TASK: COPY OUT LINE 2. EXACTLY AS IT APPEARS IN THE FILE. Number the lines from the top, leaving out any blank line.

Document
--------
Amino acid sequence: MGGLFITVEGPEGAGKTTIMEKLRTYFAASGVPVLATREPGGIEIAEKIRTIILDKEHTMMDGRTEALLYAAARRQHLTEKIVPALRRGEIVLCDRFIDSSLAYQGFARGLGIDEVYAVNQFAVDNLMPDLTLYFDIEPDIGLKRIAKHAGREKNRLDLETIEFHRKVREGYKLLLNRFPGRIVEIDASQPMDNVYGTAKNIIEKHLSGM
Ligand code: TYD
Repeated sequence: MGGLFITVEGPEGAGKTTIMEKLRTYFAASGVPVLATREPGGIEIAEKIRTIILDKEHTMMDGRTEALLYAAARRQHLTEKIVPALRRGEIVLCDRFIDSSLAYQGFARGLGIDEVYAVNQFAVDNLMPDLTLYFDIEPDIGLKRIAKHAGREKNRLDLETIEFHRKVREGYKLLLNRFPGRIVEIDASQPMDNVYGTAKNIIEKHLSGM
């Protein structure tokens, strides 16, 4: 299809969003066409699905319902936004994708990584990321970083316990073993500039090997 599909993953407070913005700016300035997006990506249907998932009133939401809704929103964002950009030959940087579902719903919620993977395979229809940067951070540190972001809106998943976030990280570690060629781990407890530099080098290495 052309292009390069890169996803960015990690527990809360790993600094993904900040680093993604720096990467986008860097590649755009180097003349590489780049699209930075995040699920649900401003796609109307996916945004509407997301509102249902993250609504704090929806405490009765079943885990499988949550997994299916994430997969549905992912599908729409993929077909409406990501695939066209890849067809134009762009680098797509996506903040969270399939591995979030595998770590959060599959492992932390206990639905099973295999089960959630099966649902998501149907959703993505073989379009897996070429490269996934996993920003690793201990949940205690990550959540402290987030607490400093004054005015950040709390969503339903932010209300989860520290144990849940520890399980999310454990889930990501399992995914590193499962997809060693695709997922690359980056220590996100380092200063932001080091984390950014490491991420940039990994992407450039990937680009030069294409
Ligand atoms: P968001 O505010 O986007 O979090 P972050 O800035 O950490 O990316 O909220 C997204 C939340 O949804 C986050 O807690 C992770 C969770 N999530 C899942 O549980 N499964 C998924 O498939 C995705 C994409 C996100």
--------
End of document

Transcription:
Ligand code: TYD